Types of Social Problems
- Norm violations are based on the assumption that a norm of behavior exists.
- Norm violators are interested in society’s failings, such as the criminal, the mentally ill, or the school dropout.
- However, Eitzen et al. (2009) argue that norm violations are indicators of societal problems rather than the problem itself. Deviants, for example, are victims who should not be fully faulted. The system in which they live is also criticized.
According to Eitzen et al. (2009), a second sort of social problem encompasses conditions that create emotional and material distress for some people. The emphasis is on how society works and who benefits and who does not benefit from current social systems.
- What is the system’s bias?
- How are the rewards of society distributed?
- Do certain groups of people suffer as a result of the way schools are organized?
- Are some groups of individuals disadvantaged as a result of the way jurors are chosen?
- Do some groups suffer as a result of the way health care is delivered?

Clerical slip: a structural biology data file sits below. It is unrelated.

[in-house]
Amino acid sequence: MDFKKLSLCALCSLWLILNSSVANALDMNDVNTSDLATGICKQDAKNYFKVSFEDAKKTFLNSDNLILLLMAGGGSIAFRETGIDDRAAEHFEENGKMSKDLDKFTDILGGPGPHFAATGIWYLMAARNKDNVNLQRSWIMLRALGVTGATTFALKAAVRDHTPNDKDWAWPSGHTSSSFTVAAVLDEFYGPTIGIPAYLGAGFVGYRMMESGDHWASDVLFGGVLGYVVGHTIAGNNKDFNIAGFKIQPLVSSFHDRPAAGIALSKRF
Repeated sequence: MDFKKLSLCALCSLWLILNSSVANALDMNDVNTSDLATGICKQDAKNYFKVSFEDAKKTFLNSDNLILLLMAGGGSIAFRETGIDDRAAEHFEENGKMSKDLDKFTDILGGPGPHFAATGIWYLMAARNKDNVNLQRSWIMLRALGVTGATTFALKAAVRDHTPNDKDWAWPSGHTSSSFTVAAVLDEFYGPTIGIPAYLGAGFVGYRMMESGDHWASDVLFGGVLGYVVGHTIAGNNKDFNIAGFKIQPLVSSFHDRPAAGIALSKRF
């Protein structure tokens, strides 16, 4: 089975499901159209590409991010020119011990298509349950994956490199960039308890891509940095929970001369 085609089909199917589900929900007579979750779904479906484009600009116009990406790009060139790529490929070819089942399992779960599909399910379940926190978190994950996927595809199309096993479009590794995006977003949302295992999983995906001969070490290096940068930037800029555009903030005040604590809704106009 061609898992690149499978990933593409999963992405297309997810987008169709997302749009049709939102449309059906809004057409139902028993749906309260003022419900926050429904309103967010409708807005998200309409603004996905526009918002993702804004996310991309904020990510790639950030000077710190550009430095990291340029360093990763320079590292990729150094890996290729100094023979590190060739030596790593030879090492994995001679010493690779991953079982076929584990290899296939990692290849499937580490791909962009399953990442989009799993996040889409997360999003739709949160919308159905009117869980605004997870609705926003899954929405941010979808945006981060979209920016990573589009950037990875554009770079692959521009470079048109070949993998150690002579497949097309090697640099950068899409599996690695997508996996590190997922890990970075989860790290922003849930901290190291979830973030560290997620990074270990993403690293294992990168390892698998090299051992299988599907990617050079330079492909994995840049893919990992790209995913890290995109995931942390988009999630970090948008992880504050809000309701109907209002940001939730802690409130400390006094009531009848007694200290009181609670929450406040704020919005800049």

- When characterizing human basic needs,
Eitzen et al. (2009) quote Maslow. They are the needs for housing, food, security, social support, esteem, respect, and self-actualization (the need for creative and constructive involvement in productive, significant activity).
Individuals will be antagonistic toward society and its rules if these requirements are not addressed. “Withdrawal, alcohol and other drugs, or the violence of crime, terrorism, or hostility” will be used to vent frustration (Eitzen et al. 2009). As people leave a system that fails to provide their demands, they will be labelled as “evil people, but this is because they live in bad civilizations” (Eitzen et al. 2009).
- When attempting to comprehend deviation, it is common to look to features of the individual to explain deviance.
- According to Eitzen et al. (2009), the source of deviance is found inside the social system. By naming persons who are considered abnormal, society contributes to the creation and maintenance of deviance.
- Eitzen (2009) defines institutional deviance as a condition in which society’s institutions benefit a select few people who are generally powerful. When society and its formal organizations fail to address the needs of individuals, institutional deviance exists.